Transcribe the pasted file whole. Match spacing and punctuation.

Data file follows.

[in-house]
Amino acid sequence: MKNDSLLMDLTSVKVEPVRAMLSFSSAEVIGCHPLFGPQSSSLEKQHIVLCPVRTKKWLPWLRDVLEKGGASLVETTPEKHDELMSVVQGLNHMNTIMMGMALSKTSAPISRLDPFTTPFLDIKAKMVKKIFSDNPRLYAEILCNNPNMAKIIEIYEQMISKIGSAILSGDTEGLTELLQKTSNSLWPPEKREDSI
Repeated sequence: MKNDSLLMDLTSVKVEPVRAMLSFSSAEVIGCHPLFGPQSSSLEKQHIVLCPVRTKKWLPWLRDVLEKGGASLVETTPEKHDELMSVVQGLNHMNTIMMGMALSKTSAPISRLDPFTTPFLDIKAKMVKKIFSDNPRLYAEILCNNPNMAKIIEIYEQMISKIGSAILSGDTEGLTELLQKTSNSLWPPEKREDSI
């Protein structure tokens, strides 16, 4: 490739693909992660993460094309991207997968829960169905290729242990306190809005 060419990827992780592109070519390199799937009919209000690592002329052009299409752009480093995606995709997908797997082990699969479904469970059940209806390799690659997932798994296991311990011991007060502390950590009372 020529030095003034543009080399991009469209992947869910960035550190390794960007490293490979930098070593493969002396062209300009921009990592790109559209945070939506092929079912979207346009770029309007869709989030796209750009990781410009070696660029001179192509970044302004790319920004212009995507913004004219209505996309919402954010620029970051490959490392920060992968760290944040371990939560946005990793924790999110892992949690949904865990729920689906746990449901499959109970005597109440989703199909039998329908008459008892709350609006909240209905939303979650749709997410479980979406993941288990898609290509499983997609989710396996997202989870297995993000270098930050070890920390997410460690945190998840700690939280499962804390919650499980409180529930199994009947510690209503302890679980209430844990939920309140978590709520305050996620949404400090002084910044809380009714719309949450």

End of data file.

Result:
[in-house]
Amino acid sequence: MKNDSLLMDLTSVKVEPVRAMLSFSSAEVIGCHPLFGPQSSSLEKQHIVLCPVRTKKWLPWLRDVLEKGGASLVETTPEKHDELMSVVQGLNHMNTIMMGMALSKTSAPISRLDPFTTPFLDIKAKMVKKIFSDNPRLYAEILCNNPNMAKIIEIYEQMISKIGSAILSGDTEGLTELLQKTSNSLWPPEKREDSI
Repeated sequence: MKNDSLLMDLTSVKVEPVRAMLSFSSAEVIGCHPLFGPQSSSLEKQHIVLCPVRTKKWLPWLRDVLEKGGASLVETTPEKHDELMSVVQGLNHMNTIMMGMALSKTSAPISRLDPFTTPFLDIKAKMVKKIFSDNPRLYAEILCNNPNMAKIIEIYEQMISKIGSAILSGDTEGLTELLQKTSNSLWPPEKREDSI
């Protein structure tokens, strides 16, 4: 490739693909992660993460094309991207997968829960169905290729242990306190809005 060419990827992780592109070519390199799937009919209000690592002329052009299409752009480093995606995709997908797997082990699969479904469970059940209806390799690659997932798994296991311990011991007060502390950590009372 020529030095003034543009080399991009469209992947869910960035550190390794960007490293490979930098070593493969002396062209300009921009990592790109559209945070939506092929079912979207346009770029309007869709989030796209750009990781410009070696660029001179192509970044302004790319920004212009995507913004004219209505996309919402954010620029970051490959490392920060992968760290944040371990939560946005990793924790999110892992949690949904865990729920689906746990449901499959109970005597109440989703199909039998329908008459008892709350609006909240209905939303979650749709997410479980979406993941288990898609290509499983997609989710396996997202989870297995993000270098930050070890920390997410460690945190998840700690939280499962804390919650499980409180529930199994009947510690209503302890679980209430844990939920309140978590709520305050996620949404400090002084910044809380009714719309949450």